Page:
In epic reversal, CMS proposes nixing blended E/M payment rate
Grant Huang, CPC, CPMA
Director of Content
CMS had seemingly finalized its decision to create a single, “blended” payment rate for outpatient E/M code levels 2 to 4, set to take effect Jan. 1, 2021 – this was arguably the most explosive provision in its 2019 Medicare Physician Fee Schedule (PFS) final rule. Now, in a complete about-face, the agency proposes to eliminate the blended rate and continue with separate payment rates for each code level in 2021.
The rationale for this dramatic reversal was a flood of objections from physician groups, including the AMA, which created a working group to develop its own reforms to the E/M codes.
“Many stakeholders have continued to express objections to our assignment of a single payment rate to level 2-4 office/outpatient E/M visits stating that this inappropriately incentivizes multiple, shorter visits and seeing less complex patients,” CMS writes in the 2020 PFS proposed rule.
There were also objections to CMS creating new HCPCS add-on codes for primary care and specialty E/M visits that would increase reimbursement above the blended E/M payment. The value of these add-on codes was low, as little as $7 based on some projections, and they would be accompanied by the usual confusion associated with new add-on codes, only this time the change would be widespread because all providers and specialties bill E/M codes.
“Many stakeholders also stated that the purpose and use of the HCPCS add-on G codes that we established for primary care and nonprocedural specialized medical care remain ambiguous … and asserted that Medicare’s coding approach is unlikely to be adopted by other payers,” CMS writes in its 2020 proposed rule.
Now what? Looking at the current 2021 proposal
Having absorbed these critiques of its finalized policy, CMS decided to change course and follow the AMA, which had already begun planning revisions to the E/M chapter of its CPT Manual for 2021 to align with the CMS changes. “Consistent with our goals of burden reduction, we are proposing to align our E/M coding with changes laid out by the CPT Editorial Panel for office/outpatient E/M visits,” CMS writes in an analysis accompanying the 2020 proposed rule.
Here’s what CMS proposes for 2021, bearing in mind that the agency has several more opportunities to change its mind, beginning with the 2020 PFS final rule this November, and the 2021 PFS proposed and final rule next year.
- Retaining 5 levels of service for established patients but only 4 levels for new patients. The AMA plans to delete 99201, a code that was barely ever used, in 2021 and now CMS will follow suit. For established patients, 99211-99215 will remain unchanged and each code will have its own separate payment amount. For new patients, the code range will be 99202-99205 and each code will have its own separate payment amount.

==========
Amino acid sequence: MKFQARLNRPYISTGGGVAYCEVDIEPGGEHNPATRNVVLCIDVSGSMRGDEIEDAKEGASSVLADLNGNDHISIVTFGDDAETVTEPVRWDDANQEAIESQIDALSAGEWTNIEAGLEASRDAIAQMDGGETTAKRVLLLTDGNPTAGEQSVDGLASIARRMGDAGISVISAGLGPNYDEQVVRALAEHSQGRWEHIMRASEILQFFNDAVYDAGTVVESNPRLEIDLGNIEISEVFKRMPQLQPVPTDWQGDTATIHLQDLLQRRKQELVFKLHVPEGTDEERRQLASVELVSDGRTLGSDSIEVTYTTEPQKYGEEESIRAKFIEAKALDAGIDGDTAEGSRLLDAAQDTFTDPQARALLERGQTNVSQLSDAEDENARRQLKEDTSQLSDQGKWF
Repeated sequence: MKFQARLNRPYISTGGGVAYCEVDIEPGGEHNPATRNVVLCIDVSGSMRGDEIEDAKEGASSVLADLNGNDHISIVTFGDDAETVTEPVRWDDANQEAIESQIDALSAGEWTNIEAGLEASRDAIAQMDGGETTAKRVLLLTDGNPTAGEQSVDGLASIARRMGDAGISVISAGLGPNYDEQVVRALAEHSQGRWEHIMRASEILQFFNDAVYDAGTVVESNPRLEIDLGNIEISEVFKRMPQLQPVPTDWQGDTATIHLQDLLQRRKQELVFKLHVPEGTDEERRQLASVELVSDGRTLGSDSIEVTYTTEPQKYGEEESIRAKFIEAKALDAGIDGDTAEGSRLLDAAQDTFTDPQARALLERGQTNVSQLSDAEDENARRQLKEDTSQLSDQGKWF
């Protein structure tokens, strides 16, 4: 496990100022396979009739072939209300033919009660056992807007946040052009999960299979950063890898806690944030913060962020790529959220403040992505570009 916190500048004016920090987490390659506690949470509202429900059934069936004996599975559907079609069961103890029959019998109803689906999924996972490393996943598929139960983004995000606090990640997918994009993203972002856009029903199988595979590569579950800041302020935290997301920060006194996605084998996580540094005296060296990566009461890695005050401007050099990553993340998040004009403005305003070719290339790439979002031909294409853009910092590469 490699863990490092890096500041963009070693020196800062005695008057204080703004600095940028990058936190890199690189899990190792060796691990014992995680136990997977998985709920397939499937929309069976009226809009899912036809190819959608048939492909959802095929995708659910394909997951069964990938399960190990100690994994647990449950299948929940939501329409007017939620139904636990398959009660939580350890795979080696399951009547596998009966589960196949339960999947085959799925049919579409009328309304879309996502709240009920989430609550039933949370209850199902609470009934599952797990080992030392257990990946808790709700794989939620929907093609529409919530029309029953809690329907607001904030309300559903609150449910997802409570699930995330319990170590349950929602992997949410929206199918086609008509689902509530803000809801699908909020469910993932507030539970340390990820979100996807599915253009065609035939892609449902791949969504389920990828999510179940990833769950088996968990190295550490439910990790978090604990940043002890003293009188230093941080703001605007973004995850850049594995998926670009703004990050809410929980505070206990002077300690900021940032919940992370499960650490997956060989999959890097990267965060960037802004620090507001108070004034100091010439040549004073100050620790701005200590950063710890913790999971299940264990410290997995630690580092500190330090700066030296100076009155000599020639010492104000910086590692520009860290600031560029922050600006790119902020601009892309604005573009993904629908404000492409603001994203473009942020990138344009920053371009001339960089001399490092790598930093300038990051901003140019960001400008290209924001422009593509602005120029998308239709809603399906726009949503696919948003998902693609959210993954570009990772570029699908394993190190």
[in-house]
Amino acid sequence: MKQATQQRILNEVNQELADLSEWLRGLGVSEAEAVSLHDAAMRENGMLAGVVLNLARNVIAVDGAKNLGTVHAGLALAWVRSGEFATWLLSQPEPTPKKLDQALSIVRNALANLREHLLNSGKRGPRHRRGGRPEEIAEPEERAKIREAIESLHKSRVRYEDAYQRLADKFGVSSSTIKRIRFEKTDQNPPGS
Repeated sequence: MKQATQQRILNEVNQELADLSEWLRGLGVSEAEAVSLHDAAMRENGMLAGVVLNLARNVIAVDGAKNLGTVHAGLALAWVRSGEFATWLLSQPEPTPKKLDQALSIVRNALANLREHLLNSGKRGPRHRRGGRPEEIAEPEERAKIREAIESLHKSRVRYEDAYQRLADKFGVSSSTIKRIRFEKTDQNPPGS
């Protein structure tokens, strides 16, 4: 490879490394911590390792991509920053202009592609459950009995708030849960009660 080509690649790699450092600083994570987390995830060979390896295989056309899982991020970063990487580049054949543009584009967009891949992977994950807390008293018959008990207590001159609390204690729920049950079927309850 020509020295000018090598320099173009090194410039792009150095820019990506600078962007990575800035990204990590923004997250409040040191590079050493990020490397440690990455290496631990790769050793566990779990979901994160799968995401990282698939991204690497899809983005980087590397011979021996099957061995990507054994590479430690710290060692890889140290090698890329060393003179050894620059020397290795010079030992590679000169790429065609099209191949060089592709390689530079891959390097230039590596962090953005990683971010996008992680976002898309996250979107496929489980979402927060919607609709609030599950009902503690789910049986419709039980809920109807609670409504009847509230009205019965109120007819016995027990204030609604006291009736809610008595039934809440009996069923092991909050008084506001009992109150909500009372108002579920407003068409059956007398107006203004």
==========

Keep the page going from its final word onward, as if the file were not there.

- No add-on codes to accompany outpatient E/M codes. CMS proposes not to create and implement the new HCPCS add-on codes it had introduced in the 2019 PFS rule that were designed to offset some of the expected reimbursement loss from having a single blended payment rate.
- E/M pay boost based on the AMA’s Relative Value Update Committee (RUC) research. As part of its work on the E/M revisions, the AMA’s RUC conducted a nationwide survey of all specialties to update and revalue E/M services, a move that physicians have seen as long overdue. For the lower-level codes (99211, 99202), the RUC recommends no RVU change. For the new patient codes (99203, 99204, 99205), the RUC recommends RVU increases from 7% to 12% (higher for the higher-level codes). For the established patient codes, the RUC recommends significant RVU increases, anywhere from 20% to 30%. CMS proposes adopting the RUC’s recommendations in full.
- Relaxed documentation provisions will remain for 2021. CMS had offered significant changes reducing the level of documentation required for the history and exam components of outpatient E/M services to reduce “administrative burden.” This includes allowing an outpatient code level to be determined based on either medical decision making or time spent on the encounter. The time would be expanded to include non-face-to-face time, and the counseling requirement for time-based coding would be eliminated. All of these changes will still be in effect for 2021.
Look for a much more detailed analysis of the potential E/M revenue impact in future articles of The Business of Medicine.
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